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Military members suing over Red Hill contamination speak out

Navy Ensign Koda Freeman speaks at a town hall on Oʻahu on March 28, 2023.
Catherine Cruz
/
HPR
Navy Ensign Koda Freeman speaks at a town hall on Oʻahu on March 28, 2023.

A Navy sailor, an Army colonel and an Army major are the first active-duty military members taking the initial step toward suing the U.S. government over jet fuel that contaminated drinking water in Hawaiʻi.

Navy Ensign Koda Freeman, Army Maj. Amanda Feindt, and Army Col. Jessica Whaley filed pre-litigation claim forms with the Navy late Monday, which will allow them to later file a federal lawsuit in Honolulu, their attorneys said.

Their attorneys organized a town hall meeting on Tuesday at the Disabled Veterans Hall in Honolulu. More than 50 people turned up to speak to them. Fiendt and Freeman participated via Zoom from the continent.

Fiendt, the mother of two young children, has been in the military for 17 years. Fiendt said she knows her career is on the line, but she felt she had to speak out on behalf of her family after unexplained illnesses and a frustrating time living on Ford Island during the water contamination crisis.

"I think they sort of erred on the side of our ignorance that a lot of us in the military are trained to sort of fall in line, to listen to those folks who have been entrusted in these senior positions, that they're putting out timely and accurate information. And there's a sense of trust, there's trust in our leadership," Fiendt said.

"This is not a situation that can be swept under the rug. We're talking about people's lives," she said.

In 2021, jet fuel spilled from a drain line at the Red Hill Bulk Fuel Storage Facility, flowed into a drinking water well and then into the Navy’s water system serving 93,000 people in and around Joint Base Pearl Harbor-Hickam.

Nearly 6,000 sought medical attention, complaining of ailments such as nausea, headaches and sores. The military put about 4,000 families in hotels for several months.

The Hawaiʻi Department of Health ordered the Navy to shutter the facility after the spill, which also contaminated the ground beneath the tanks and threatened the health of an aquifer that provides water to 400,000 people in Honolulu.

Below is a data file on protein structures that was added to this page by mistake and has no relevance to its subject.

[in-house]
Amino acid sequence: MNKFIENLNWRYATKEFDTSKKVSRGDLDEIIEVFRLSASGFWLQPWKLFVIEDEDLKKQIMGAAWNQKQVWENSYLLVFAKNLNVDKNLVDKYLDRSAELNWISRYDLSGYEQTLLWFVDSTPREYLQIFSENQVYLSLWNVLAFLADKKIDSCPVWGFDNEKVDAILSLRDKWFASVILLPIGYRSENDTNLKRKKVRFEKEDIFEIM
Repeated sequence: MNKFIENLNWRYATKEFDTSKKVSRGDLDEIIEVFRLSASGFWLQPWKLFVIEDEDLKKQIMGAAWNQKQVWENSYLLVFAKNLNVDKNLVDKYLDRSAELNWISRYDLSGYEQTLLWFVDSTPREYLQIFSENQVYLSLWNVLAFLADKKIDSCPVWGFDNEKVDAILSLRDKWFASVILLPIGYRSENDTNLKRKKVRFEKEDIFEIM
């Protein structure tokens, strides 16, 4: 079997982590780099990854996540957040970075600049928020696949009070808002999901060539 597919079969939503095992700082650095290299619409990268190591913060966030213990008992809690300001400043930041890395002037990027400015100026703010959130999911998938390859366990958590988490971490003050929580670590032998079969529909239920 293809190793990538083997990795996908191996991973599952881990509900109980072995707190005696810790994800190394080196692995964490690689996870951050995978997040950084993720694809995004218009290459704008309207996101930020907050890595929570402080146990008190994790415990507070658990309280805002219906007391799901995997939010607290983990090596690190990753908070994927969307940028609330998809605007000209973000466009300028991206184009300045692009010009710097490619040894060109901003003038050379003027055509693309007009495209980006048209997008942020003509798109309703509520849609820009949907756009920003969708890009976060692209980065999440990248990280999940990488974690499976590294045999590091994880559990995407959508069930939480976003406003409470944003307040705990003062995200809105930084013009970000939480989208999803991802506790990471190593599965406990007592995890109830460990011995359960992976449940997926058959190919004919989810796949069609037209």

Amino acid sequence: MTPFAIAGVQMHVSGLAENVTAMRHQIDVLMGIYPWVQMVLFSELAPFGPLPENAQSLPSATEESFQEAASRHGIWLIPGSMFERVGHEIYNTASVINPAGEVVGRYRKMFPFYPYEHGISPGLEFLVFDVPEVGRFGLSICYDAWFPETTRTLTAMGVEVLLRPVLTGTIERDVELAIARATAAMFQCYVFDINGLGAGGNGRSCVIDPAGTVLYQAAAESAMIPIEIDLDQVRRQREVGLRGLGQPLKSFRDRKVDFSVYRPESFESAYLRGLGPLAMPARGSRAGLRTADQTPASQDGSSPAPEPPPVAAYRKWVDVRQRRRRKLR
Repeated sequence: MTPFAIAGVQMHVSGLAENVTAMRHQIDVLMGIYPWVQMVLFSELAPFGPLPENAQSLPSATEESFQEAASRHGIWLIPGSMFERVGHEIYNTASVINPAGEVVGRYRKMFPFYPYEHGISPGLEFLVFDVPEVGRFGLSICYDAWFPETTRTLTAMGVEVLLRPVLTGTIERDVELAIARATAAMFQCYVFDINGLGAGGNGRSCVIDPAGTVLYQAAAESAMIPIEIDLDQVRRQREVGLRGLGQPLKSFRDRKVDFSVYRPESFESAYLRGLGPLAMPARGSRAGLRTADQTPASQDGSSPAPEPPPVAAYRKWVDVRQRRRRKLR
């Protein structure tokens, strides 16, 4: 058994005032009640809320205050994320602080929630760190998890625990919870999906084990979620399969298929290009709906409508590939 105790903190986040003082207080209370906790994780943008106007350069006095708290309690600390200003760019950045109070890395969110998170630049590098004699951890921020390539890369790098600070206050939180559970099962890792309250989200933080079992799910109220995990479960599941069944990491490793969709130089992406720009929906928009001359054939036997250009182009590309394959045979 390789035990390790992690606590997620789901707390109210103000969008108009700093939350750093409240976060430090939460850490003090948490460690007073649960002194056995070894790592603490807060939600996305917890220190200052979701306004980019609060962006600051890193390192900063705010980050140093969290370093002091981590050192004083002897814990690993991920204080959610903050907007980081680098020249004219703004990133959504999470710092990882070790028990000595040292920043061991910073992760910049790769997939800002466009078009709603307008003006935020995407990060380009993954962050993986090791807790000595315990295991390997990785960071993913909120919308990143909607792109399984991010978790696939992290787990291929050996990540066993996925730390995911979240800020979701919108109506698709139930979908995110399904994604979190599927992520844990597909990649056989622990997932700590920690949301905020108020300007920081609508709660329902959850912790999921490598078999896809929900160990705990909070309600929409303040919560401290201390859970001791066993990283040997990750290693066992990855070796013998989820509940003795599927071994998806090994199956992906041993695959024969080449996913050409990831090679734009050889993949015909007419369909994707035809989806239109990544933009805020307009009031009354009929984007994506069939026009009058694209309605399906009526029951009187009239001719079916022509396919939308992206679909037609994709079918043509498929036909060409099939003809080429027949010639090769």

A doctrine typically bars service members from making claims while in the line of duty. But in the claims, their attorneys said, “These injuries occurred in her home, during non-duty hours, were not ‘incident to service,’ and the United States is liable for them.”

Freeman, a Navy officer who has served for 12 years, said his family’s experience with water contamination has taken a toll on his wife and three children who were here on the islands from 2021 until last year when they moved to San Diego.

"I think accountability and getting the truth from all this is a big deal. There was an opportunity for the government to come out and say, 'Hey, there's a leak, you know, don't drink the water, the water's not safe.' And they didn't take that opportunity," Freeman said.

A separate lawsuit was filed on behalf of more than 100 civilians. Their attorneys say they expect to add thousands of others to the lawsuit.

A second town hall meeting about the military members' legal action is set for Thursday at 6 p.m. at the AMVETS West Oʻahu Veterans Center in ʻEwa Beach.

This interview aired on The Conversation on March 29, 2023. The Conversation airs weekdays at 11 a.m. on HPR-1.

Catherine Cruz is the host of The Conversation. Originally from Guam, she spent more than 30 years at KITV, covering beats from government to education. Contact her at ccruz@hawaiipublicradio.org.
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